Root canals are perhaps one of the most dreaded dental procedures. In fact, many people avoid visiting the dentist because they fear they might need a root canal. However, root canals are actually valuable dental procedures that reduce pain and improve your oral health. To understand this fact, you will need to understand how a root canal is performed.
For starters, root canals are always performed with the use of dental anesthetics. Dental anesthetics numb the affected area so that no pain or discomfort is felt throughout the procedure. You may, however, experience sensations of pressure or feel the vibrations from the dental drill.
If the thought of hearing the dental drill gives you anxiety, your dentist may also recommend the use of dental sedation. There are varying levels of sedation offered, and your dentist can help you decide which is best for you. Using sedation during a root canal can keep you calm and relaxed throughout the entire procedure. Depending on the level of sedation, you may even drift off to sleep.
Your dentist will only begin the root canal procedure once you are fully numb and relaxed. Since root canals are used to remove pulp infections and dental pulp is the innermost layer of your tooth, your dentist will need to access the inside of your tooth. To accomplish this, a tiny whole will be made at the top of your tooth and drilled through the enamel and dentin layers.
When your dentist has reached the inside of your tooth, they will begin to remove decayed tissue from your pulp chamber and root canals. This is important because if left untreated, pulp infections can continue, causing the jaw bone or surrounding teeth to become inflected, as well as the possibility of tooth loss. Infected tissue will be removed using special files and a microbial solution that is flushed through the empty chamber and root canals.
Only when the infection has been removed, can the tooth be safely restored. To restore the tooth, it will first be filled. Dentists often use a dental material called gutta percha to fill the affected tooth. Some may even place a post inside the tooth as support. When the gutta percha is in place, the tooth will then be sealed with cement and a dental crown will be placed over it. Both measures are used to protect the tooth from future decay, as well as from damage.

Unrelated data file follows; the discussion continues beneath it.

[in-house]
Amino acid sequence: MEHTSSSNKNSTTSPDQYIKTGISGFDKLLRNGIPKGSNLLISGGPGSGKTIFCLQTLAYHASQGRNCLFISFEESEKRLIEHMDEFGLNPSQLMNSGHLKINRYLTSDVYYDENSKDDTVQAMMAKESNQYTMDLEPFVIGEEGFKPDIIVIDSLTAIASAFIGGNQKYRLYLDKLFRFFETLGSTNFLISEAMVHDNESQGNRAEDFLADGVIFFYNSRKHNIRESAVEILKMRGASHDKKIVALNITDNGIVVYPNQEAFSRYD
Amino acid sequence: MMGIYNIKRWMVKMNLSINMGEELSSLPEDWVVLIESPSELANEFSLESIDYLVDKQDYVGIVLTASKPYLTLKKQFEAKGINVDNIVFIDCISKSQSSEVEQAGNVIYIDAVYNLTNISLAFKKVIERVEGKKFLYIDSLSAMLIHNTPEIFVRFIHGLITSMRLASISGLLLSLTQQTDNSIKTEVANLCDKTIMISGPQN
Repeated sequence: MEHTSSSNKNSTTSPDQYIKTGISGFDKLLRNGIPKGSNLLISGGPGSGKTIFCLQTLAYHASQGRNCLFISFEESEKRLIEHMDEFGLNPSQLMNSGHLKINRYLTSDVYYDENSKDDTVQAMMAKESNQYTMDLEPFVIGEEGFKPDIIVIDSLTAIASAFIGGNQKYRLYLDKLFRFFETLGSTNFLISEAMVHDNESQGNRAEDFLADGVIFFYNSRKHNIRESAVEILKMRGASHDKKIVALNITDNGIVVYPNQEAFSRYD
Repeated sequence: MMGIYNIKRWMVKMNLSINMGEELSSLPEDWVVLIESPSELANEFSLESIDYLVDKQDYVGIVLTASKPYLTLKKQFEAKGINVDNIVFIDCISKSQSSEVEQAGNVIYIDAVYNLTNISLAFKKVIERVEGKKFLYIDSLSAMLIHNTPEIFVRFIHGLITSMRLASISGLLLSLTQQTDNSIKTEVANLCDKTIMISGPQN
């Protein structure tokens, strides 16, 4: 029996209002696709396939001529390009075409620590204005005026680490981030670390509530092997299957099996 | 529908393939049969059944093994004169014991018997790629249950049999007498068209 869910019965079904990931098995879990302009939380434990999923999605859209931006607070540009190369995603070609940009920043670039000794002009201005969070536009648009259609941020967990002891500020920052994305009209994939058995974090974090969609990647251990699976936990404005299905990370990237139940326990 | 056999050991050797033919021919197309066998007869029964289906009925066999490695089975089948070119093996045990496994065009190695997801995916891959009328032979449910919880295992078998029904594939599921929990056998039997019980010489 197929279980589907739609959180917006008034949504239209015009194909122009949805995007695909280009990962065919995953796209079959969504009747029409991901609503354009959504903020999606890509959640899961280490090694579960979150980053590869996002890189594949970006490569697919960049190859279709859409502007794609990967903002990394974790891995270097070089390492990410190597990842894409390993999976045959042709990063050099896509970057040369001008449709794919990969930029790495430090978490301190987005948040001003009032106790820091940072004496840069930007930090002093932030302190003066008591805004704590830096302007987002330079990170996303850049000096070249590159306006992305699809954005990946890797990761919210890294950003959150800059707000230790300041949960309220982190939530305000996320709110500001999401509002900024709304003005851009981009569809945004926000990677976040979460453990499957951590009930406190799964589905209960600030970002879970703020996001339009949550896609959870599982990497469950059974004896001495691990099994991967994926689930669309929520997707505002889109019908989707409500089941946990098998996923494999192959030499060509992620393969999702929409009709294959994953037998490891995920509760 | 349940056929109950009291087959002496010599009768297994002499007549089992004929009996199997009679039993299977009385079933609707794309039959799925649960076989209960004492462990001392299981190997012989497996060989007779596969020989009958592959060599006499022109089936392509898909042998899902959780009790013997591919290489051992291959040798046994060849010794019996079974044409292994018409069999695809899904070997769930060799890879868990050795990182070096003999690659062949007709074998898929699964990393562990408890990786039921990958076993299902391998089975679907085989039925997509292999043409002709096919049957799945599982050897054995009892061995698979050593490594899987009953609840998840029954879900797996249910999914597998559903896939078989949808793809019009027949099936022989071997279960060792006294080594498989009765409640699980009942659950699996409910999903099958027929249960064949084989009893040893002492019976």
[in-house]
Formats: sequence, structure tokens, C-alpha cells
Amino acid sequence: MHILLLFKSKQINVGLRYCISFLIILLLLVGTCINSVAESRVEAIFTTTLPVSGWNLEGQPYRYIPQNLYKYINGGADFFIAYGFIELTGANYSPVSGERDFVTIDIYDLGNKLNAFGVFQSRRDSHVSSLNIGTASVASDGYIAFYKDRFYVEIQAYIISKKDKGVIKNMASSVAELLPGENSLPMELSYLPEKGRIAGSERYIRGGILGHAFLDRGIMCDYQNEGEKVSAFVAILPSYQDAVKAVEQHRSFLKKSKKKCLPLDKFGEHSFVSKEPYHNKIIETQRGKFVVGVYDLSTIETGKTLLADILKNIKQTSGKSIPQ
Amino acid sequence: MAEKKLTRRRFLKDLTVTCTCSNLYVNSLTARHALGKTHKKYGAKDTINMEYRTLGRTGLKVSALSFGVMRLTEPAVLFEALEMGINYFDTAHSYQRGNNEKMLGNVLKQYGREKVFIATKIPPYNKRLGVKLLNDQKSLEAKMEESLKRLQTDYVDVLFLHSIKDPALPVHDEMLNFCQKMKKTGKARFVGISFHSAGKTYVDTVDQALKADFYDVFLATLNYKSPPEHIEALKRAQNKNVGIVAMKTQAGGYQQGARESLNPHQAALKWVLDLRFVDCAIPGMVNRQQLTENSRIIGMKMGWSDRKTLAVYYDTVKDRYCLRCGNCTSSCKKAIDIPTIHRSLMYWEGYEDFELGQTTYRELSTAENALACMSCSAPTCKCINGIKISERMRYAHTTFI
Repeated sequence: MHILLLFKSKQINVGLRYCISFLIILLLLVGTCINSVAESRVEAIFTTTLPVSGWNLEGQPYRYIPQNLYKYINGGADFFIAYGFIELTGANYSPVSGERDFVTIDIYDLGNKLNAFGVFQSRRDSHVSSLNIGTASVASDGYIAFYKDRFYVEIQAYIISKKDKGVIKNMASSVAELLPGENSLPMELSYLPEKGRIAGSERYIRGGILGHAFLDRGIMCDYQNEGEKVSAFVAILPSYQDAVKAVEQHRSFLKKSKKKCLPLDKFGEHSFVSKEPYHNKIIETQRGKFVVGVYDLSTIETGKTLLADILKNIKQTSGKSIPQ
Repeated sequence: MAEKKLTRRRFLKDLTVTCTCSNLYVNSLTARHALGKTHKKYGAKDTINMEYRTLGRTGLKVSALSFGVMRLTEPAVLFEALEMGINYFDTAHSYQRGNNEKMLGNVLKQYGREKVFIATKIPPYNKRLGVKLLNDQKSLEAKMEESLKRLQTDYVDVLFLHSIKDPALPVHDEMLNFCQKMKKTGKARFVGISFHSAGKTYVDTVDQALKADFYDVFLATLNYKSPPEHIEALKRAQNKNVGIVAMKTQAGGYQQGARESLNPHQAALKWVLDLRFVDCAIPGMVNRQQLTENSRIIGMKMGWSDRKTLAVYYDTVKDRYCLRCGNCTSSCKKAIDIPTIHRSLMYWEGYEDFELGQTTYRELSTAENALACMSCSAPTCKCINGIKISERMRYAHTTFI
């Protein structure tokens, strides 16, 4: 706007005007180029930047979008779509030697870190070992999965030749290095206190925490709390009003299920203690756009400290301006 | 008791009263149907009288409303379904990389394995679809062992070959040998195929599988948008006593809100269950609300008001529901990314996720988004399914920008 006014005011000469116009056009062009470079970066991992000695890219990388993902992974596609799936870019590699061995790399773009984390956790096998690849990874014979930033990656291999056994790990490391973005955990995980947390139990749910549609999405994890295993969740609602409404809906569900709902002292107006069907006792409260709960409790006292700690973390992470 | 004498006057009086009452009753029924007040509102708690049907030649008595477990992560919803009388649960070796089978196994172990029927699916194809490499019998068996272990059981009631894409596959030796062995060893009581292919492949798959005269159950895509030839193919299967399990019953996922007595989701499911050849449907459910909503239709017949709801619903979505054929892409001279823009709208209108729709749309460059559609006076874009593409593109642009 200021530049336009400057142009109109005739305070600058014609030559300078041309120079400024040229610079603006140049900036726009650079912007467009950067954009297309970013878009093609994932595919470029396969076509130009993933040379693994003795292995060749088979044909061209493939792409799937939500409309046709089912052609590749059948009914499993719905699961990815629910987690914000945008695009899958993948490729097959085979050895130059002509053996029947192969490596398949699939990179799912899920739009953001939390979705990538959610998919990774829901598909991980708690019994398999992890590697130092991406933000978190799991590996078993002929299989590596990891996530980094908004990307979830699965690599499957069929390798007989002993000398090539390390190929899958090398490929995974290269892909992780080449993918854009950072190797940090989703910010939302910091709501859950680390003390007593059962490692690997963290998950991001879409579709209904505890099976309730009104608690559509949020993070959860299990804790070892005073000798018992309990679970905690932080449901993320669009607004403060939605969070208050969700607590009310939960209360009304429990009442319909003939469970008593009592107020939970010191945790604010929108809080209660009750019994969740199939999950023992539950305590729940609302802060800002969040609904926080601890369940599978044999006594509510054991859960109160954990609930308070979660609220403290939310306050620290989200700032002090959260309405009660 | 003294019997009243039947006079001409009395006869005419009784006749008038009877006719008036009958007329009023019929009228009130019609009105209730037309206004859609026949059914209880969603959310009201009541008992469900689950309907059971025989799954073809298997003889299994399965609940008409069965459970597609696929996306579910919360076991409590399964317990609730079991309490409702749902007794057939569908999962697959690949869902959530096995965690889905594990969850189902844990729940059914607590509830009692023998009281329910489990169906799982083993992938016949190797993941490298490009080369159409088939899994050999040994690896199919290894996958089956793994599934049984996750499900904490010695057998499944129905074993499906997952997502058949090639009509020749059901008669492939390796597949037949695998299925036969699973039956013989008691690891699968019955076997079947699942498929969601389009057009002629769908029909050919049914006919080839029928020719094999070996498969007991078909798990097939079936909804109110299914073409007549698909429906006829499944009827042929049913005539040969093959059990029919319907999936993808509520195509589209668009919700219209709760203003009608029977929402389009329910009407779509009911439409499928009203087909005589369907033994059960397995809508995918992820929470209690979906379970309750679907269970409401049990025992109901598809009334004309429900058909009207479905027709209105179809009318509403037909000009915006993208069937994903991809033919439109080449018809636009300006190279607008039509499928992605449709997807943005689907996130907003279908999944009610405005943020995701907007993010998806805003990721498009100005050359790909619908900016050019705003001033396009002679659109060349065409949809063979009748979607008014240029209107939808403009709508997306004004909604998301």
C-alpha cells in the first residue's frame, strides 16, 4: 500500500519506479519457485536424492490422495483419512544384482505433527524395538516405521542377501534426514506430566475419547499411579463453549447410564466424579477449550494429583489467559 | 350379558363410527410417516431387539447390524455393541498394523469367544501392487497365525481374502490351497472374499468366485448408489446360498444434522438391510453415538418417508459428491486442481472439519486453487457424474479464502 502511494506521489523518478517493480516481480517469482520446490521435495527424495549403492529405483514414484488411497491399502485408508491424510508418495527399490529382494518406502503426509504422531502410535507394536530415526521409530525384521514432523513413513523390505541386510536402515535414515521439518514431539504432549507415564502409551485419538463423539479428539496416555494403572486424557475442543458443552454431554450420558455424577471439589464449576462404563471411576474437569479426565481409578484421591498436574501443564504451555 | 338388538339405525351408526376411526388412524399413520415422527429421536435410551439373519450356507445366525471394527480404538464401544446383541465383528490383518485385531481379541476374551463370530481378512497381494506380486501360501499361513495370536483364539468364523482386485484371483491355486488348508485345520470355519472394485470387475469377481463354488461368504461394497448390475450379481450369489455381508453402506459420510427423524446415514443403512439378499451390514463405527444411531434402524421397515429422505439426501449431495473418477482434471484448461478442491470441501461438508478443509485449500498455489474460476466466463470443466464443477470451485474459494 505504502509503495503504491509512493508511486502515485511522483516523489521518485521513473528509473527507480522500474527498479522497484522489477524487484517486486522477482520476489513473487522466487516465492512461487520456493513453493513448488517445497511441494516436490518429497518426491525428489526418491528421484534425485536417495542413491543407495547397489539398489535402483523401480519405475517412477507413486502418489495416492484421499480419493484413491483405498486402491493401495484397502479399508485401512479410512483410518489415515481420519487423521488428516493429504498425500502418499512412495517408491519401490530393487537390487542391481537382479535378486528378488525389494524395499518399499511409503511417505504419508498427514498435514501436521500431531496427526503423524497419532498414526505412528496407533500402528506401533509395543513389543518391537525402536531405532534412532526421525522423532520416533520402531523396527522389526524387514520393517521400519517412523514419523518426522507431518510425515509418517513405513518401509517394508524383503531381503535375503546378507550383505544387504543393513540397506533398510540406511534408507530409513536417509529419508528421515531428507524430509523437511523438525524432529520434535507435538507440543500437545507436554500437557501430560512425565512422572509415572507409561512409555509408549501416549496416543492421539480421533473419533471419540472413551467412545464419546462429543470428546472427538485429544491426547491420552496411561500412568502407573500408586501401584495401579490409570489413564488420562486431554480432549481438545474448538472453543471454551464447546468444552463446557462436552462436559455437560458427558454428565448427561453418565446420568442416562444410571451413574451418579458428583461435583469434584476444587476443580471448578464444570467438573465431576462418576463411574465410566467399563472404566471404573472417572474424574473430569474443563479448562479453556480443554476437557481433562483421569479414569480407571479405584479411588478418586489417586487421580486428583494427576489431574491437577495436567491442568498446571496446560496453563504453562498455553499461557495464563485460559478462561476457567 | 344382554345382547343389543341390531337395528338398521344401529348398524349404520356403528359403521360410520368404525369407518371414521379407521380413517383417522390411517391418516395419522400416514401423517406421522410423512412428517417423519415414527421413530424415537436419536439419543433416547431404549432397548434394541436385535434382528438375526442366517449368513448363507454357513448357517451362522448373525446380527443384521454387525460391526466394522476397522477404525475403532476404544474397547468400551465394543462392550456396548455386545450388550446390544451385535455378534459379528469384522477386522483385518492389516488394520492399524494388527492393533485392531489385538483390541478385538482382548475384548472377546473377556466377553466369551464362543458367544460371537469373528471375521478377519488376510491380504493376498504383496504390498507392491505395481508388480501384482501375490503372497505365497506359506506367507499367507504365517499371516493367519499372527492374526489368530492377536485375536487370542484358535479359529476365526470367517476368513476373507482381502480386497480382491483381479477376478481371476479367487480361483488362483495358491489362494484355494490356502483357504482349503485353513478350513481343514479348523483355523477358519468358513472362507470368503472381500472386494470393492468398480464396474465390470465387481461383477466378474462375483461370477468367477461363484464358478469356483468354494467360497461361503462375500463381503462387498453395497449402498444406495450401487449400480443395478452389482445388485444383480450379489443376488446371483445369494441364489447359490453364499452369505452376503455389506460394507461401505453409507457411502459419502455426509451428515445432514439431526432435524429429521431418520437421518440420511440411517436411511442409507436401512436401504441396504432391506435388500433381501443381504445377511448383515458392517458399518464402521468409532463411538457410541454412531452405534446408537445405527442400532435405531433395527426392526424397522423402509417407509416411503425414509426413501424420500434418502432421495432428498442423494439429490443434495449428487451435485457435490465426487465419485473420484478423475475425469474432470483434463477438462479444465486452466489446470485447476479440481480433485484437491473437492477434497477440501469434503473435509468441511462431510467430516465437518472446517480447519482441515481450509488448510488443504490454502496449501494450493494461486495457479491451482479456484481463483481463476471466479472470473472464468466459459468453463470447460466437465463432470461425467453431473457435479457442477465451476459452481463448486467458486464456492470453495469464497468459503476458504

After your root canal is performed, your dental anesthetic should wear off in a few hours. At this time, you may experience some mild soreness or discomfort. Unfortunately this is normal and happens because of the inflammation in the area caused by the pulp infection. With that being said, any discomfort should fade within a few days and can usually be managed using over the counter medications.
Despite the negative reputation that root canals have, when you understand how they are performed, you can appreciate how they work to preserve your natural teeth. Without root canals, severely decayed teeth would be lost or in need or extraction. Root canals are great for reducing pain and eliminating pulp infections. Not to mention, root canals will keep you smiling for a long time.
Dr. Quartano is a Fellow in the Academy of General Dentistry. He is also an active member of the American Academy of Cosmetic Dentistry, American Dental Association, Northlake Dental Association, and has attained D.O.C.S. certification. Dr. Quartano has served as Committee Chair for the LDA Council on New Dentist since 2011. Dr. Q is also a member of Spear Faculty Club which limits its membership to just 1000 dentist worldwide. Since graduating from dental school Dr. Quartano has completed over 700 hours of post doctorate education in Implants, Oral surgery, Cosmetic dentistry, Endodontics, Invisalign, and Advanced Restorative techniques. Dr. Quartano has also completed Foundational and Core workshops at the Spear Center for Advanced Dental Education.